“Your eyes are an extension of your brain, so when I look into your eyes, I can see your brain”
–Dr. Bonny, Ugandan resident at Mbale Regional Hospital
The concrete floor, the metal beds, the putrid smells,
Mbale is not a place the well present,
With 36 beds in ward 8 & 9 all waiting for death,
No cost to die in this barrack,
The medicine, the fluids, the food costs,
But a discharge to no earthly dwelling comes at no price.
All brown eyes, yellowed with jaundice,
Weak with fever, hunger, no smiles,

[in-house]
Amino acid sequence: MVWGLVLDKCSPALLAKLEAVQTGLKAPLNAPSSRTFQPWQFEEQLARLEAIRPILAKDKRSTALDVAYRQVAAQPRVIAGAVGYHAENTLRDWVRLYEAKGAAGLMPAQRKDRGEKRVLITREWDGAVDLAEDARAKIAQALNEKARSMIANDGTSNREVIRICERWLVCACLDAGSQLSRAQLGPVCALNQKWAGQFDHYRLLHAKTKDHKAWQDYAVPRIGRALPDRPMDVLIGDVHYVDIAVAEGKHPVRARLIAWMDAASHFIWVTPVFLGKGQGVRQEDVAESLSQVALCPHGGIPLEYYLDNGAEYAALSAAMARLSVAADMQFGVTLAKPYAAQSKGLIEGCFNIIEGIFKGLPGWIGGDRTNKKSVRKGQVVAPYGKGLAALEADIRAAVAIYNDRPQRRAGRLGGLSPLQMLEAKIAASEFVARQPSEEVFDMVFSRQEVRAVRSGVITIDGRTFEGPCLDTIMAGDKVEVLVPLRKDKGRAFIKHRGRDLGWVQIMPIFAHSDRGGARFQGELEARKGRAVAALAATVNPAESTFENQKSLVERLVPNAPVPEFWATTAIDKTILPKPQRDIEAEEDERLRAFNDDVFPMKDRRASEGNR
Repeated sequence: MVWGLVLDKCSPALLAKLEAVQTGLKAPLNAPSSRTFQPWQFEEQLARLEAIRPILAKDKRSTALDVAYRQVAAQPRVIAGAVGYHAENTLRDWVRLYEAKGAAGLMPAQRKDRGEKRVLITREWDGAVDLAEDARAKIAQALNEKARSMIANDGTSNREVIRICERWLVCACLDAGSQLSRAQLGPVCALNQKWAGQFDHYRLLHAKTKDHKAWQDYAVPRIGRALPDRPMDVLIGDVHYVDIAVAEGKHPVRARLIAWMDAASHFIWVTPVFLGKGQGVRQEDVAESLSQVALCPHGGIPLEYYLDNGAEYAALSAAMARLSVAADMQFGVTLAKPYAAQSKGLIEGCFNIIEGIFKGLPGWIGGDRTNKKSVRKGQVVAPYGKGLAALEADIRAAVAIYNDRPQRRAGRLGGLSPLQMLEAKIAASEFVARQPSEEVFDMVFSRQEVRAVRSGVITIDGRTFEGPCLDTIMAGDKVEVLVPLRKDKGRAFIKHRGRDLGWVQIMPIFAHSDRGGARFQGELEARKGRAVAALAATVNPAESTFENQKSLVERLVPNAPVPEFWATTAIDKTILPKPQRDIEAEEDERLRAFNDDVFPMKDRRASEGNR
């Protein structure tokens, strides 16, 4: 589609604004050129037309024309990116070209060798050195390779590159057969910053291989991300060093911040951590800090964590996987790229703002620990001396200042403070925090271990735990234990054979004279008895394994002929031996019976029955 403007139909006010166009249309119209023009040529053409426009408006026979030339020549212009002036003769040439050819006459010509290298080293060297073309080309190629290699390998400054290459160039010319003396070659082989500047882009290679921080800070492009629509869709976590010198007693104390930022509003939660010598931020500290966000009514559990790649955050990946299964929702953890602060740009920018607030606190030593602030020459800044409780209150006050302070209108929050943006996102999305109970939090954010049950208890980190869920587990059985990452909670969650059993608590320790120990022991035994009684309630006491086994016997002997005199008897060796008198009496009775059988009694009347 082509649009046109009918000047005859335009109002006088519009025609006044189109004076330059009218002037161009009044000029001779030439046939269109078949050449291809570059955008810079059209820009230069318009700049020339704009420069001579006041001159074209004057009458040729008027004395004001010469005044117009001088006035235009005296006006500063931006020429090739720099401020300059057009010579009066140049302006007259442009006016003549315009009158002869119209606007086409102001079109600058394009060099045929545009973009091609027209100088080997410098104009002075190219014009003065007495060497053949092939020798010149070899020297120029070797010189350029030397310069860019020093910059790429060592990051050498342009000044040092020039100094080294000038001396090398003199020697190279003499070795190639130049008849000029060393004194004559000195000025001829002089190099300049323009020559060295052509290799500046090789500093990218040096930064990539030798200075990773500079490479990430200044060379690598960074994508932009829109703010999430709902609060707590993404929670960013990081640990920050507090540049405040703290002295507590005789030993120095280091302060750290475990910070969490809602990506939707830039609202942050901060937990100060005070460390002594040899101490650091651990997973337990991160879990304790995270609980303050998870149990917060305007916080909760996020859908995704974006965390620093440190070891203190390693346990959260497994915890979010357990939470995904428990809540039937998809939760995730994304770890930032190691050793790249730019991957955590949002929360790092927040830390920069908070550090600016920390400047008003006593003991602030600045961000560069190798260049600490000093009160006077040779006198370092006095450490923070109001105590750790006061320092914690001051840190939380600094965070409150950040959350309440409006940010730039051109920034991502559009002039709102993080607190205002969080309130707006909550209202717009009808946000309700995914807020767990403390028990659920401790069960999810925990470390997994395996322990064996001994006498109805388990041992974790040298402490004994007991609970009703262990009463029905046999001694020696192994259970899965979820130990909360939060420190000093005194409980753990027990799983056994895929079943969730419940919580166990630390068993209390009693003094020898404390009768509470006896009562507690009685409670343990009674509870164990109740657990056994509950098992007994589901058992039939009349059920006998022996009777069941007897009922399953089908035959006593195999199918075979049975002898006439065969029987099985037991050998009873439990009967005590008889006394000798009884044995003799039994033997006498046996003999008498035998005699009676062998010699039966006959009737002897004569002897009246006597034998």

All the eyes are sad, hopeless, betraying despair.
The pen light shows a pupil—equal, round, reactive to light
But unreactive to joy, unresponsive to hope
Can your eyes smile when the virus is eating
Your lungs, your love,
Your income, your children?
Sad eyes are the incurable complaint
And cohere the victims of Wards 8 and 9
And they all become one.
And where there is one despair,
Then there you find one panacea
A Savior who can make sad eyes smile
I hear a muttering, a humming,
I am told the one humming is a pastor,
I feel him making a prayer to God,
As he stands next to bed 19 in Wards 8 and 9.
She will die, cease her labored breathing,
But she will die with her eyes shut,
Until Jesus’ light is let in
No more dark, putrid stench to fight
No more long walks on dirt highways,
No more carrying daily dirty water,
She hears him, no, she can see,
With Glad eyes, tearless
Bed 19 is home.